Rimini Street broadens its narrative beyond Oracle, SAP third party support

Rimini Street ultimately wants to be a support vendor for customers who have software as a service applications, on-premise software and even as a white label provider to software companies.
Written by Larry Dignan, Contributor

Rimini Street today is best known as a third party support provider for Oracle and SAP customers---and a major pain in the tuchas to those software giants---but the future narrative for the company revolves around much bigger plans.

Simply put, the storyline around Rimini is becoming more interesting as the company eyes an initial public offering probably in 2014. Rimini CEO Seth Ravin in an interview said the company wants to be a top-notch software support vendor for customers who have software as a service applications and on-premise software. Rimini could even be a white label provider to software companies.

Ravin's narrative for Rimini is notable because the one question that hangs over the company is this: What happens when most companies dump on-premise applications for the cloud? Now that transition from on-premise to the cloud will take decades, but strategically it's an issue for the company. What exactly does Rimini support in a cloud-first environment?

"We are experts at enterprise software support and most don't think of us in terms of SaaS," explained Ravin. "But SaaS companies sell premium support and we could have a play there. There's also a BPO (business process outsourcing) play too. Software companies don't do support well and we've been approached by several companies about providing support behind the scenes."

The rationale for Rimini goes like this: The company's service level agreements are better than premium support from SaaS vendors. Why not compete?

If Rimini's three-pronged plan develops it would have a compelling story in the years to come. For now, Rimini has one play and that's providing third party support for SAP and Oracle. The plan for now is to build out support for applications that round out Rimini's portfolio. For instance, Rimini on Monday said it would support Oracle's Retek licensees. Like supporting business intelligence, Rimini's latest addition acts as an enabler for more wallet share.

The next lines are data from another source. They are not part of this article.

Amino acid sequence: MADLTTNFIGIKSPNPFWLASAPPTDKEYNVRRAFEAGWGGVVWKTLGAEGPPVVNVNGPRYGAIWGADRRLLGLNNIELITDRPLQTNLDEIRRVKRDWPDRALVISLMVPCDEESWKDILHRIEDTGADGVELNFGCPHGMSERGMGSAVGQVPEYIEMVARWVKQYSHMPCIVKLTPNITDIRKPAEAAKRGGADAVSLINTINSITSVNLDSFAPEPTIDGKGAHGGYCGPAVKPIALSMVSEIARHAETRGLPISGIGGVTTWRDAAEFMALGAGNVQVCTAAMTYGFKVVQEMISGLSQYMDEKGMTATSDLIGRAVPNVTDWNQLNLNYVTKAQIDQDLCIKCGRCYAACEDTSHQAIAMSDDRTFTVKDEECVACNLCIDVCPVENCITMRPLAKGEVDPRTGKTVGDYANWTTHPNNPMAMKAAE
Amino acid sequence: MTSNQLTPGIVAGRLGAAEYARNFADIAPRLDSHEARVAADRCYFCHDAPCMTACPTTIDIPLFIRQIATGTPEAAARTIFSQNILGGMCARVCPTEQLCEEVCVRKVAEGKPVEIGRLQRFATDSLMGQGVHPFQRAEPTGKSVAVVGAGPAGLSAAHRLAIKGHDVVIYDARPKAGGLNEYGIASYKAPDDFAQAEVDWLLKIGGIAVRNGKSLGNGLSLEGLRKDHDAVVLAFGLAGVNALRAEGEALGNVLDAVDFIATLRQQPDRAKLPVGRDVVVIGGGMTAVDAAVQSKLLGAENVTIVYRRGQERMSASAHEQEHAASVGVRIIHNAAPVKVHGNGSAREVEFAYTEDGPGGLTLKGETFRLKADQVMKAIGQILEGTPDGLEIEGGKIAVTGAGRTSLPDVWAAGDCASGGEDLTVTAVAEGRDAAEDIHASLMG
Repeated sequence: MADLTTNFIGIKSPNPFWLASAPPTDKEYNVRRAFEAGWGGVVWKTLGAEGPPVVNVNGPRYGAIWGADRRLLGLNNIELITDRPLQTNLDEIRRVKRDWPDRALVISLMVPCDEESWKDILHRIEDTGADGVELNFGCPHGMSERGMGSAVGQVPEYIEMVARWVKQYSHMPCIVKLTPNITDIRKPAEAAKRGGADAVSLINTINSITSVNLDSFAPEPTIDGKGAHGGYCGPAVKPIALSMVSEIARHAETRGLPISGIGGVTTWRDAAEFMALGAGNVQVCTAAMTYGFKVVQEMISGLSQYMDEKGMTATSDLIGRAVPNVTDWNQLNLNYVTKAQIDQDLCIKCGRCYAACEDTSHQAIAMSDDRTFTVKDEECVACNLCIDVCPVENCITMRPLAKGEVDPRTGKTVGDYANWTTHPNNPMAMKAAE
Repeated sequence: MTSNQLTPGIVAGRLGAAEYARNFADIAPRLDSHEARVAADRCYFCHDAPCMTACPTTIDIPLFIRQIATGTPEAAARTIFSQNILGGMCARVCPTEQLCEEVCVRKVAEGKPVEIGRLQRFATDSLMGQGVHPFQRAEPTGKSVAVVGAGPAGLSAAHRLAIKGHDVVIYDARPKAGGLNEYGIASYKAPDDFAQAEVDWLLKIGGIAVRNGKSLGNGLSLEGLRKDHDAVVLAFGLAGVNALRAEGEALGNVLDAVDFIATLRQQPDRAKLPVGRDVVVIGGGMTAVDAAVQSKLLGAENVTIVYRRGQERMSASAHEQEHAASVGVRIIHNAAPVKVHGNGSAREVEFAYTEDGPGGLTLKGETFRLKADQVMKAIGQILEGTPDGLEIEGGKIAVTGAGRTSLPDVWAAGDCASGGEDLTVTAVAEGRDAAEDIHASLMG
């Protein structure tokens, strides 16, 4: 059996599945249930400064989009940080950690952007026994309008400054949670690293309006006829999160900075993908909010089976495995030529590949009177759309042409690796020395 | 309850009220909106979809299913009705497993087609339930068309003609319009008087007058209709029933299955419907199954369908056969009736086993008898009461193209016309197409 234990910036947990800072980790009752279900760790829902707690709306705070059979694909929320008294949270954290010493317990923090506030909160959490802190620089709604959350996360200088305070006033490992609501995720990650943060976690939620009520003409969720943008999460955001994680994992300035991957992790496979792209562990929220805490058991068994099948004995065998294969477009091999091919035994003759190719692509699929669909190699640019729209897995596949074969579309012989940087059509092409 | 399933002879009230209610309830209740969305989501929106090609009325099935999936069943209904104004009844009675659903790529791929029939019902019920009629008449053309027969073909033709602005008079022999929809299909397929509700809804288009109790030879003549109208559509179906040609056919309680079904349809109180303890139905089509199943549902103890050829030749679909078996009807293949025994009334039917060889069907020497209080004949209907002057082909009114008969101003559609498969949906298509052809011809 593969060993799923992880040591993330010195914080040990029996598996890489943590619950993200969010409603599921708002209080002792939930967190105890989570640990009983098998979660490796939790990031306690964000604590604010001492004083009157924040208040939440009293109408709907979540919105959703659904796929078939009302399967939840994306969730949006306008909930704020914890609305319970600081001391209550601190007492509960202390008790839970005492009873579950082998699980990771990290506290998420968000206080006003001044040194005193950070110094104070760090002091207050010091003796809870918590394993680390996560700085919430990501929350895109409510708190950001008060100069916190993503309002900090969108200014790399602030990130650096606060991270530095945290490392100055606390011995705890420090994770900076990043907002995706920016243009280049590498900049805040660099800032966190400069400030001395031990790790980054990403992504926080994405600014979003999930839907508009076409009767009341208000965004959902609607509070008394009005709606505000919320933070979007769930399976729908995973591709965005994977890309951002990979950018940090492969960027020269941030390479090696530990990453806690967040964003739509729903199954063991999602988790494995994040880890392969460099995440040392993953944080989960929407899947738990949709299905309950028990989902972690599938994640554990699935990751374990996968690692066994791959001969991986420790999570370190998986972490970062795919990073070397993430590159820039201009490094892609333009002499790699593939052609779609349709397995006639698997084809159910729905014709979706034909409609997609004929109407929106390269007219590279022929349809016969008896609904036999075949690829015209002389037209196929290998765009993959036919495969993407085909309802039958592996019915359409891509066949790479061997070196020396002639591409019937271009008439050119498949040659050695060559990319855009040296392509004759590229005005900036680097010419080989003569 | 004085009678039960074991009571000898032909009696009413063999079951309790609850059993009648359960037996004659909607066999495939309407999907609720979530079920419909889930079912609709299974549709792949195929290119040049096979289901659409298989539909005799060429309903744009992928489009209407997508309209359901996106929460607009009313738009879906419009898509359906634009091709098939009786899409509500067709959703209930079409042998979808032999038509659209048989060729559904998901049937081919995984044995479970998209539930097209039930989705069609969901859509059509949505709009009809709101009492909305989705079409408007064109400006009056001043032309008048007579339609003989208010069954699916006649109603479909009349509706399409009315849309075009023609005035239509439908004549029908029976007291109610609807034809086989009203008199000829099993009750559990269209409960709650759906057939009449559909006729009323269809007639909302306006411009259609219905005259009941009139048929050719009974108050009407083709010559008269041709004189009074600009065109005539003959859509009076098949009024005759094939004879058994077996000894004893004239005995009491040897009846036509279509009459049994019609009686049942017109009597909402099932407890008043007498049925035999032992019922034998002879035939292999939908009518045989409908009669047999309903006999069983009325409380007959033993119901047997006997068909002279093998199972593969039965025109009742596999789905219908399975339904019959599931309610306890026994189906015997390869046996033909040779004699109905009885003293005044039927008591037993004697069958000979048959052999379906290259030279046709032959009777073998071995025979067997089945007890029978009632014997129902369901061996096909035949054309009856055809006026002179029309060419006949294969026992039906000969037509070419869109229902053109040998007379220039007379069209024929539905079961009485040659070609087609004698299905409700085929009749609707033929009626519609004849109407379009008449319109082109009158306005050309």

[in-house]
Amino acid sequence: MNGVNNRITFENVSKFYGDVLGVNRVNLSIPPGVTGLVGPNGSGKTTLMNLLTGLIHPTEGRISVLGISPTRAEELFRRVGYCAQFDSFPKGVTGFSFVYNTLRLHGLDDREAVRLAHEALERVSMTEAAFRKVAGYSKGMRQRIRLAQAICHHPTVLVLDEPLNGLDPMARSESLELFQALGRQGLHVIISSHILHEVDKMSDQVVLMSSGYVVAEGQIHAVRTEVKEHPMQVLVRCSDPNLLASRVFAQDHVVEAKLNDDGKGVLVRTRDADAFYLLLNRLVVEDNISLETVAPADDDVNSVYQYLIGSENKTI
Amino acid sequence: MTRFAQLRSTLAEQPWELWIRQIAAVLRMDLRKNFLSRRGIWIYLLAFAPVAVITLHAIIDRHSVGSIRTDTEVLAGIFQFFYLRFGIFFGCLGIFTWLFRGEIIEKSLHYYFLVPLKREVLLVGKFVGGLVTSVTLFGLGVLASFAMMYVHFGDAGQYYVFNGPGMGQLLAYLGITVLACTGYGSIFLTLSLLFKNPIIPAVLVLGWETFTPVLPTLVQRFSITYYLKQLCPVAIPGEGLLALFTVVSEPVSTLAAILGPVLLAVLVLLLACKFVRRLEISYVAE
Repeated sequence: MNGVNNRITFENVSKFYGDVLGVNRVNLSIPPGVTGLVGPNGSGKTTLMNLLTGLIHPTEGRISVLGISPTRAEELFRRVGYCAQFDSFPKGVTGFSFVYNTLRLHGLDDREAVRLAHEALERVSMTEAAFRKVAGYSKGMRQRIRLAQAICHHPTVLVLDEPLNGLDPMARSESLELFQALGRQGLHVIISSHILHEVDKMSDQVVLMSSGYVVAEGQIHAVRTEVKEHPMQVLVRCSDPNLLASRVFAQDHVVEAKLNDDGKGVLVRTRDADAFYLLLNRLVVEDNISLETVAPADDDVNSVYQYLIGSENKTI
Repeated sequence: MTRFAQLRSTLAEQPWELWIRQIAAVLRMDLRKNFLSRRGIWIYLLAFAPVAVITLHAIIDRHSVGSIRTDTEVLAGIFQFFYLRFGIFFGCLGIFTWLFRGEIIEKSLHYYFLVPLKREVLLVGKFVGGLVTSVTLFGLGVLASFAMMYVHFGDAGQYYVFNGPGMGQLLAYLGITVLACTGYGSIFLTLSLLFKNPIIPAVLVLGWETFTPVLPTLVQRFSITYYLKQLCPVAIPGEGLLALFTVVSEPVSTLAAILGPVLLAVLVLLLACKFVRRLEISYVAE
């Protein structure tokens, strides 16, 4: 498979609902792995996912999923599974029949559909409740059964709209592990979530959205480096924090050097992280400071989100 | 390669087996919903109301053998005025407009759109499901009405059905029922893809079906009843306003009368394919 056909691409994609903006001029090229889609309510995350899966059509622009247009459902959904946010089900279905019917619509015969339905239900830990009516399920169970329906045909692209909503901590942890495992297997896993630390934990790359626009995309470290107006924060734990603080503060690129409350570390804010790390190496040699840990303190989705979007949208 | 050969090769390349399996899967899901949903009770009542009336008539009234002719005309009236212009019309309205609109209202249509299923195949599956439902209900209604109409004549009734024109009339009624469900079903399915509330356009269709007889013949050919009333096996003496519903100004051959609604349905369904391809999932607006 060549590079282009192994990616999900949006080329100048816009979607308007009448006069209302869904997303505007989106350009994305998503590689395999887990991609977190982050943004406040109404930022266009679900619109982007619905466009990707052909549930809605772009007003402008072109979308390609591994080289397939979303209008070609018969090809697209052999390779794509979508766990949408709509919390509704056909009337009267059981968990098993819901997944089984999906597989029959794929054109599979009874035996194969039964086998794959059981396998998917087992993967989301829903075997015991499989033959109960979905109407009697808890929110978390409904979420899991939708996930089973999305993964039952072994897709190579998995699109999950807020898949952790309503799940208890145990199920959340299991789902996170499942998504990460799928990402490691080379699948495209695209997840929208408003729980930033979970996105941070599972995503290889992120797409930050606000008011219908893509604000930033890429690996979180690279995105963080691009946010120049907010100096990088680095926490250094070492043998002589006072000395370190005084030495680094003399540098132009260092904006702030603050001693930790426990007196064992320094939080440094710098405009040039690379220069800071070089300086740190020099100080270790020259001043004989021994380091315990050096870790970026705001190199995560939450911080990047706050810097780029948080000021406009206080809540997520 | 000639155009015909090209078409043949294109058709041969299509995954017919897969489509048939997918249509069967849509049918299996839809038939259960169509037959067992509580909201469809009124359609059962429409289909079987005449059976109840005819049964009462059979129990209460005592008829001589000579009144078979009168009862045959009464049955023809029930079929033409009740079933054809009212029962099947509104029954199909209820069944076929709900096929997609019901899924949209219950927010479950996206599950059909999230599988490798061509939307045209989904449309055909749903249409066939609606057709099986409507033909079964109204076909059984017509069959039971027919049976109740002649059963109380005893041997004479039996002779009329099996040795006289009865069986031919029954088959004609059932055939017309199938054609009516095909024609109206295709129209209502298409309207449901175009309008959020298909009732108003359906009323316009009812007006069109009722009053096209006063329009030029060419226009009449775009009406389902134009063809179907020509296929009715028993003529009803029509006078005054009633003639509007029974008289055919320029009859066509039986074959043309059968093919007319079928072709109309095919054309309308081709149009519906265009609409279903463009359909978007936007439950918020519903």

"Big customers are using ERP and ancillary pieces around the edges. CIOs say 'we have to give you the whole thing,'" said Ravin. "Smaller product lines may not be big moneymakers, but they allow us to take the whole deal."

In addition, Rimini has been expanding internationally. The company has resources in the U.K., Brazil, India, Australia and Japan. In Saudi Arabia, Rimini has set up contracts under Sharia law. Rimini's biggest hurdles abroad are local customers, finding people who buy into the 24/7 support culture and infrastructure such as procuring phones and telecom lines.

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Ravin added that in some areas such as the Middle East the main goal isn't to save money. Numerous companies just want better support so in those areas we'll lead with SLAs in our marketing.

Add it up and Rimini has been compiling the key parts to become a public company. The company added Jack Acosta, former CFO of Sybase and Portal Software, to join the board of directors and run Rimini's audit committee. Acosta is the second high profile executive hire in recent weeks. Rimini hired Daniel Winslow, a former Massachusetts representative and trial lawyer, as general counsel.

Winslow's primary task will be to defend a lawsuit that Oracle has filed against Rimini. Ravin said it's unclear when that trial will actually occur. In reality, the Oracle litigation is fading as an issue. Rimini is growing at a 40 percent clip and has 700 customers who are now providing references to more customers. Sure there, are companies that won't go with Rimini until the litigation with Oracle runs its course, but it's not like Rimini is hanging by a thread.

"We expect that the litigation will turn into a tailwind," said Ravin. "We're six times bigger now then when Oracle filed the lawsuit."

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